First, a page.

The Sunday Times has reported that President Jacob Zuma may only have to pay back around R1 million for improvements to his private Nkandla home, which cost taxpayers R246 million.
In March, the Constitutional Court ruled that Zuma failed to comply with the Public Protector’s prescribed remedial action on Nkandla.
Chief Justice Mogoeng Mogoeng said the Public Protector’s report, which required Zuma to pay for non-security upgrades to his private home, was binding.
The National Assembly must determine “the reasonable costs that Zuma must pay for the upgrades”, the court ruled.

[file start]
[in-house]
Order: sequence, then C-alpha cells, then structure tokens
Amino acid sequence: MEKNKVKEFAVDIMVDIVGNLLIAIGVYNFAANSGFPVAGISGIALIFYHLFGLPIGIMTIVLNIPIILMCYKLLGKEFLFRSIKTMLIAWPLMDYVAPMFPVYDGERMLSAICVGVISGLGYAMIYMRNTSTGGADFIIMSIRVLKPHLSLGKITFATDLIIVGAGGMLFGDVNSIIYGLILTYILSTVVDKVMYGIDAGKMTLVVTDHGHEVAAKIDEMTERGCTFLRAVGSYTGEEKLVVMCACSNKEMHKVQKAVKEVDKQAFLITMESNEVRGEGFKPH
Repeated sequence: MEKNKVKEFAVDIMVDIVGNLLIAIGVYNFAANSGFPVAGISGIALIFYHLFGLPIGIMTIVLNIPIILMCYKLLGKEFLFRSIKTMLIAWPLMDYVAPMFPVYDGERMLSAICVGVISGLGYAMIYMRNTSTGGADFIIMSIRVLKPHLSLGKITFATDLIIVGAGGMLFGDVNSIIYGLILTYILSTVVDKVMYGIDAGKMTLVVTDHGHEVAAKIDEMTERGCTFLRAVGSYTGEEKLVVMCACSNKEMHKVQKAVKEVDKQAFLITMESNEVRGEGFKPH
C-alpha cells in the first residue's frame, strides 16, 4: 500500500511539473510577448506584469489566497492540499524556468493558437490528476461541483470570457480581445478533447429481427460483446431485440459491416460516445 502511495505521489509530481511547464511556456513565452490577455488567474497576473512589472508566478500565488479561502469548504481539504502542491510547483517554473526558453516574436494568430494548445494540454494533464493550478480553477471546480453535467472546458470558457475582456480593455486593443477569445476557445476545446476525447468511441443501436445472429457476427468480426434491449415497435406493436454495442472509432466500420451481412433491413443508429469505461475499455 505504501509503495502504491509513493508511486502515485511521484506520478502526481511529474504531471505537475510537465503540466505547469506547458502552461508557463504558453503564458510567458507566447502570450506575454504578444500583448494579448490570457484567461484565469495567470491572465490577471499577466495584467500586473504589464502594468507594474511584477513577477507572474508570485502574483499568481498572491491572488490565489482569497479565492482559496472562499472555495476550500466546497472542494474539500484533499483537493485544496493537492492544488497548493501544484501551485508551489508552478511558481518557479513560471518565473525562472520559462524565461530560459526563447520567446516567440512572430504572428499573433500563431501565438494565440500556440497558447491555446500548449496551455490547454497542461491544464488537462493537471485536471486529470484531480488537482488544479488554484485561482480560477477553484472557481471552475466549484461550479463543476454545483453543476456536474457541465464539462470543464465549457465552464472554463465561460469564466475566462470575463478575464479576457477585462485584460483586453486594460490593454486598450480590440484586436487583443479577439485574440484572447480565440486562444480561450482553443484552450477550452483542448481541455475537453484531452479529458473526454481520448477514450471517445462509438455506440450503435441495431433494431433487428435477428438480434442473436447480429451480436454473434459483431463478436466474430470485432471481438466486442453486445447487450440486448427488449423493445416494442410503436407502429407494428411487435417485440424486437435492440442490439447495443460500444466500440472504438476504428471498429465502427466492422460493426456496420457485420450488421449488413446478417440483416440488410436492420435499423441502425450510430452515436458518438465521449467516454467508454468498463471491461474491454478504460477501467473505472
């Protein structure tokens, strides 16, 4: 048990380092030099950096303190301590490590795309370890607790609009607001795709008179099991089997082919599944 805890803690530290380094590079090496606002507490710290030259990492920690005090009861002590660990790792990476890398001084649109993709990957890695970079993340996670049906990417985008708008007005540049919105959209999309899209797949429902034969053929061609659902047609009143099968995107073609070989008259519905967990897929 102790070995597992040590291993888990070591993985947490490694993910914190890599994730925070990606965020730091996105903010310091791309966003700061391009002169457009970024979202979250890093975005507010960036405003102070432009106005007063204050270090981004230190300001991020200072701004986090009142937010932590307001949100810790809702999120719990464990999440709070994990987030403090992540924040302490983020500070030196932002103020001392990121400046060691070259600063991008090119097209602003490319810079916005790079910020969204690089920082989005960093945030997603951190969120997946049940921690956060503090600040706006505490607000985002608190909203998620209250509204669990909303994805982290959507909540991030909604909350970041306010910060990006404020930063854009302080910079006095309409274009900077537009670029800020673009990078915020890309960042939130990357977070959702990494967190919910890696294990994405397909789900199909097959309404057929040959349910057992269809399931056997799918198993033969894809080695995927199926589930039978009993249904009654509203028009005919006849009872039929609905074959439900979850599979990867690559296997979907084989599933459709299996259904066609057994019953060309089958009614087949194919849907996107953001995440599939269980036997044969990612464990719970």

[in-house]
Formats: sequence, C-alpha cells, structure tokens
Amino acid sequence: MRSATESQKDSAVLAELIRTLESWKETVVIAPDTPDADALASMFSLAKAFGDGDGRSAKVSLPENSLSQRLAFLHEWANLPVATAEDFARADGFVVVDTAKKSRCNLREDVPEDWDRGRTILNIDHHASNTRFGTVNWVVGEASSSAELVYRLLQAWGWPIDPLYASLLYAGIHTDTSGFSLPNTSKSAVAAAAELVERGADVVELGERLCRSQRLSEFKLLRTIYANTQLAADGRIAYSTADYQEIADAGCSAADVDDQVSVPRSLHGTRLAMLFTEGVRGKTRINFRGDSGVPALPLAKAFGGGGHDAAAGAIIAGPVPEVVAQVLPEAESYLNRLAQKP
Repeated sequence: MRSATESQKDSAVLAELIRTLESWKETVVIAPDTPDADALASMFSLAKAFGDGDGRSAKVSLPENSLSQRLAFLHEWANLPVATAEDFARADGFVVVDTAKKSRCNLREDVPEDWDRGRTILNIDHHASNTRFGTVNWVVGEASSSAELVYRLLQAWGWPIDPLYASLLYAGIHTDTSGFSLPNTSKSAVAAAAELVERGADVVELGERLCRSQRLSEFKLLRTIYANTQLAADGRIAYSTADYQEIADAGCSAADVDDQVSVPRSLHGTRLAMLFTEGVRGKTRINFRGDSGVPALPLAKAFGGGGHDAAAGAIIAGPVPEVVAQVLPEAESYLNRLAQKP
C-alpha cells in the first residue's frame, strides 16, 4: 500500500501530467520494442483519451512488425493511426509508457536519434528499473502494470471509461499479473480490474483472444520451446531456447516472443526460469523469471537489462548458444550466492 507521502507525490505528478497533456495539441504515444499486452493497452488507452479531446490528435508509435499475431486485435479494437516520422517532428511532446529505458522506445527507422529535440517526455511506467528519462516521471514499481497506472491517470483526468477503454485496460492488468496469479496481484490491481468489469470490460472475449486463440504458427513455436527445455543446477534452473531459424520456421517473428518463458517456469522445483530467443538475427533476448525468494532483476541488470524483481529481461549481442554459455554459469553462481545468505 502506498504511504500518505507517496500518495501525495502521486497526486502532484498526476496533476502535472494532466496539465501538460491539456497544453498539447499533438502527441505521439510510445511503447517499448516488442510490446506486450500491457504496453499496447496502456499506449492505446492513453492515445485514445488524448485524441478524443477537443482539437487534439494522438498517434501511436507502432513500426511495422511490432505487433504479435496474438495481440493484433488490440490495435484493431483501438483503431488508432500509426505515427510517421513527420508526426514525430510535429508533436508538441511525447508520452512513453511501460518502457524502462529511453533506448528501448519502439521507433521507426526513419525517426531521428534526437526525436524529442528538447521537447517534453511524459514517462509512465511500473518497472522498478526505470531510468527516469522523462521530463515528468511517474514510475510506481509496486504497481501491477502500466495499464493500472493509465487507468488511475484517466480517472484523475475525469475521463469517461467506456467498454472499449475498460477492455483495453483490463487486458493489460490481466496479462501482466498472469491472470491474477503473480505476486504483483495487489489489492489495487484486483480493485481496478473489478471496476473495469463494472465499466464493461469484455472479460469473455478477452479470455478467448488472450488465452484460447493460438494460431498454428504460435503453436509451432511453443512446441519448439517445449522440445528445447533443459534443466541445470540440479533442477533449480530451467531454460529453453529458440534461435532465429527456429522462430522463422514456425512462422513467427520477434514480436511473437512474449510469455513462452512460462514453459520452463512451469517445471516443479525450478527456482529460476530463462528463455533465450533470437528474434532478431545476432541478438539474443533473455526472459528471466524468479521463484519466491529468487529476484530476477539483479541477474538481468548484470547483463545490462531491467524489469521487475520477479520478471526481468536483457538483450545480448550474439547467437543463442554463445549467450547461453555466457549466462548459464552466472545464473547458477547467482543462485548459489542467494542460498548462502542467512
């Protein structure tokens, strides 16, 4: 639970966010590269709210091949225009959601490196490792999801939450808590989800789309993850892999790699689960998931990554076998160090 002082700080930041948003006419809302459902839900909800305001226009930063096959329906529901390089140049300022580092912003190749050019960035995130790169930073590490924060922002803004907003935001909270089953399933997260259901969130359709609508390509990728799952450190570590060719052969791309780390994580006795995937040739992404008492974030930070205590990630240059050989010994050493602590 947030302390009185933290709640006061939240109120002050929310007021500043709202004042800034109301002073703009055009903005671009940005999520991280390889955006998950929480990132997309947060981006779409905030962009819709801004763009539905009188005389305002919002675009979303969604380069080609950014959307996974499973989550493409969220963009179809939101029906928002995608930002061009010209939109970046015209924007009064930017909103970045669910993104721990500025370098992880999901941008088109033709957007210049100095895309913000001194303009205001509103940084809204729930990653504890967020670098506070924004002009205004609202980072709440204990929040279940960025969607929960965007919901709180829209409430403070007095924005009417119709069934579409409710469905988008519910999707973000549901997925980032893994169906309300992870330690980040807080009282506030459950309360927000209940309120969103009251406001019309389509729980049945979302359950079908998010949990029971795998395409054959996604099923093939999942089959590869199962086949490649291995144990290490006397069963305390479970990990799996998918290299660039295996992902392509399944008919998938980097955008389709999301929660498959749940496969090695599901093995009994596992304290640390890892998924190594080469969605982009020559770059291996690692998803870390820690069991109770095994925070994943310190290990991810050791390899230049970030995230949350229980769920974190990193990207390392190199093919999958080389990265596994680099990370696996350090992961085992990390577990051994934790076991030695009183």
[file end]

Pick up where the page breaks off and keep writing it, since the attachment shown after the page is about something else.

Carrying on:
Some of the non-security upgrades included a swimming pool, amphitheatre, chicken run, and cattle kraal.
While the price of these upgrades to Zuma’s Nkandla home cost taxpayers millions of rand, the president may only have to pay back around R1 million.
Quoting advocate Wim Trengove, who represents the EFF, Zuma would only be expected to pay “to the extent to which he had been enriched”.
“He shouldn’t pay for the wasteful expenditure incurred by the state, because it is not his fault,” Trengrove is quoted as saying.
Since most of the R246 million bill was a result of wasteful expenditure, Zuma’s financial benefit of the non-security upgrades is much lower than the amount of tax money which was spent on them.
The full report is available in the Sunday Times of 8 May 2016.